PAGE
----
1 hotel room, 2 strangers and a 25 year old love story: Same Time, Next Year is an unadulterated tale of adultery sprawled over the course of a quarter of a century.
I’m becoming a regular in the Montreal theatre scene. This is my second play in less than three months–more than I have ever attended in the last 25 years of my life. So much can happen in life and in society during that period; particularly wars and political conflicts. Depending on your age, you might have witnessed the war in Vietnam, the Gulf War, Afghanistan… only to name a few. I know for a fact that every person in my entourage can tell me with vivid details where they were and what they were doing when the Twins Towers were hit by airplanes in 2001.
On a brighter note, you most probably have very fond memories of the music, the fashion, and the culture characteristic of the swinging 60’s, the hippie’s 70’s or even the disco 80′s. As a child of the 90’s, I could go through a never-ending list of icons that have marked my generation (think NKOTB, Full House, scrunchies and overalls). The play Same Time, Next Year by Bernard Slade, directed By Diana Leblanc, is built on that premise of time and evolution. We follow George (played by R.H. Thomson) and Doris (Michelle Giroux) as they evolve in their relationship over the course of 25 years after a one-night stand in 1951!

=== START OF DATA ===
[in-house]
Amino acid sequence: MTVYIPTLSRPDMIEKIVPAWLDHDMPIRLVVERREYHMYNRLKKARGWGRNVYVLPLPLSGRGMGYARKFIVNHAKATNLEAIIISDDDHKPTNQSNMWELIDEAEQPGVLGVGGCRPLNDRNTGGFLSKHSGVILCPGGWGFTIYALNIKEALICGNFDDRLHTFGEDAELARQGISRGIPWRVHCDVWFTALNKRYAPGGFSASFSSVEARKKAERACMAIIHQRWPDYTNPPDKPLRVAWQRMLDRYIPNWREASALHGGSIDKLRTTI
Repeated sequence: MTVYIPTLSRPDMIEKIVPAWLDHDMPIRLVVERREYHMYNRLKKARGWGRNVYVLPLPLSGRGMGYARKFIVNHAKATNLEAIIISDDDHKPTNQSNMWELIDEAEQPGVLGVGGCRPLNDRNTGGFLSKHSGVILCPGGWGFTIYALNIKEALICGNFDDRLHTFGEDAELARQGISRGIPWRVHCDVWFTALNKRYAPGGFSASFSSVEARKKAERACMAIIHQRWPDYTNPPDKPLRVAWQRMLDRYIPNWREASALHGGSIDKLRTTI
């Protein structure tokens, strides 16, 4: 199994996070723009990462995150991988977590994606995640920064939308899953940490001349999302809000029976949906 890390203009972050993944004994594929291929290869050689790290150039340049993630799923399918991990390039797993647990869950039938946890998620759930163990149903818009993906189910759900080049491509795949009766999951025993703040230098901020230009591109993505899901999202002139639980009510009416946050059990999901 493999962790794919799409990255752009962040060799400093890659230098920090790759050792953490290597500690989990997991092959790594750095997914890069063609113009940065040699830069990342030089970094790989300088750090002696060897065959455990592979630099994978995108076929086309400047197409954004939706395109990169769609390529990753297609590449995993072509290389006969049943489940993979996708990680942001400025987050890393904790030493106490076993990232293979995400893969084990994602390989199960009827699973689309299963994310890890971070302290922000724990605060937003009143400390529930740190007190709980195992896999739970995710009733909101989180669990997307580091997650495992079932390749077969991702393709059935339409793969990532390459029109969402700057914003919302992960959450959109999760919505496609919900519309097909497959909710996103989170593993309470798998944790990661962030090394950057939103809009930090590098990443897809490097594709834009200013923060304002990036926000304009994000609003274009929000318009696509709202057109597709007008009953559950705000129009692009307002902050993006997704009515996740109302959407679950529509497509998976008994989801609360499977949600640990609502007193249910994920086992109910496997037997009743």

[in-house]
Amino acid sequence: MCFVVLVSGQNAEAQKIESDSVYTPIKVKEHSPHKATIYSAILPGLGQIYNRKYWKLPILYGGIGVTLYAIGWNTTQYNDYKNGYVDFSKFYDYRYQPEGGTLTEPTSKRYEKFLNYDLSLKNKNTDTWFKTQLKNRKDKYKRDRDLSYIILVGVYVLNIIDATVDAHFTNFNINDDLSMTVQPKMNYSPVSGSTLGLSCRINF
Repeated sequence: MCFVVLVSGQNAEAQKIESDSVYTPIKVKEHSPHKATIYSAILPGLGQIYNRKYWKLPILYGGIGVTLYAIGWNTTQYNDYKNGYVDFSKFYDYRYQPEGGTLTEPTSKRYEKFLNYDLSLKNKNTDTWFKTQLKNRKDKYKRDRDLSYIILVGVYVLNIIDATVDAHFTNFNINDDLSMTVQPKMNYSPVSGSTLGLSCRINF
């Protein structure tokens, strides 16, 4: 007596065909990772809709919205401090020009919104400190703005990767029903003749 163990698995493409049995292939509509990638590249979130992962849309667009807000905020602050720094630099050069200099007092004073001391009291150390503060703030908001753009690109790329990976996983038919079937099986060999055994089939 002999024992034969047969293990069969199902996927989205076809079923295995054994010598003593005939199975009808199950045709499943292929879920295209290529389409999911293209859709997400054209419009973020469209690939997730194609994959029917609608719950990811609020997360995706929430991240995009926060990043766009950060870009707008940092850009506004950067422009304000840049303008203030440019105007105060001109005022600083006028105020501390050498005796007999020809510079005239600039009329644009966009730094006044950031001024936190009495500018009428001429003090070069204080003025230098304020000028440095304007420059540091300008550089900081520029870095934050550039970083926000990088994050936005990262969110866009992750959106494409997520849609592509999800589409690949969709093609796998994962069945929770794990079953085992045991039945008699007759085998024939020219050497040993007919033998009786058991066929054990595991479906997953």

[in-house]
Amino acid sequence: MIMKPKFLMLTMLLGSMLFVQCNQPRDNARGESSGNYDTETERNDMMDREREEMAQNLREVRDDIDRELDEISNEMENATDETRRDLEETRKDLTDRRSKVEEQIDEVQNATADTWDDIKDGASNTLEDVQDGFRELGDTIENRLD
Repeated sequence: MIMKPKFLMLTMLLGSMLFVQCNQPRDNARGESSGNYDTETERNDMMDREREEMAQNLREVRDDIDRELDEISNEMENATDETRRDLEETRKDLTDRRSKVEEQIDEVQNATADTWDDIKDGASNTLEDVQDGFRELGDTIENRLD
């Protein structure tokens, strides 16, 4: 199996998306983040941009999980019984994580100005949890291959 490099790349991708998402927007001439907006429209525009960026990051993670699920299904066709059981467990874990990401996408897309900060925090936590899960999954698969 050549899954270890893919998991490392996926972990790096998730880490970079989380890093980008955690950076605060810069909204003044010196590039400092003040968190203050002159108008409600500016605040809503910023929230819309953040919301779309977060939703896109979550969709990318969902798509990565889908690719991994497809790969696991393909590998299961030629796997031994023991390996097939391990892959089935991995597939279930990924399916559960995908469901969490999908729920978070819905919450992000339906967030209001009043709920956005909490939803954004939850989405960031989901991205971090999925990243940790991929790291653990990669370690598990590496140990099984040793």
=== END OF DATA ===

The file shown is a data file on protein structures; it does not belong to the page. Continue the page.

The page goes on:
The emotional journey that the unconventional couple goes through–they are both married, but not to one another–is complemented during every scene change with a video animation by the very talented Patrick Boivin. They say that songs and images can convey a heavy set of emotions. That was beautifully depicted in these short animations by highlighting significant moments in history and in pop culture. Some members of the audience sang along, reminisced on headlines that had marked their life, something you rarely get to experience at the theatre.
Let’s not forget what struck me as genius: How do you keep an audience captivated when your play takes place on only one set with the two same characters? Phillip Silver had the task of creating an environment on the set that was an important as the play itself. As he would describe it in this behind-the-scenevideo, as a set designer he became “part of the storytelling team”. Every table, prop and fabric was carefully selected to relate the intimacy and chemistry the actors had between themselves and with the public. We almost felt like voyeurs, being allowed a glimpse into this evolving relationship, like peeping Toms looking through the window of this hotel room. Even the costumes, designed by Eo Sharp, had they own story to tell. Every time they were representative of the changes in the personality of the characters; Georges went from corporate suits to flared pants and Doris from hippie to emancipated business owner.
With only a couple more days to go at the Segal Centre, it is a must-see for everyone. For a trip down memory lane or as a “period piece”, this play has so much to offer that it would be a shame to miss it!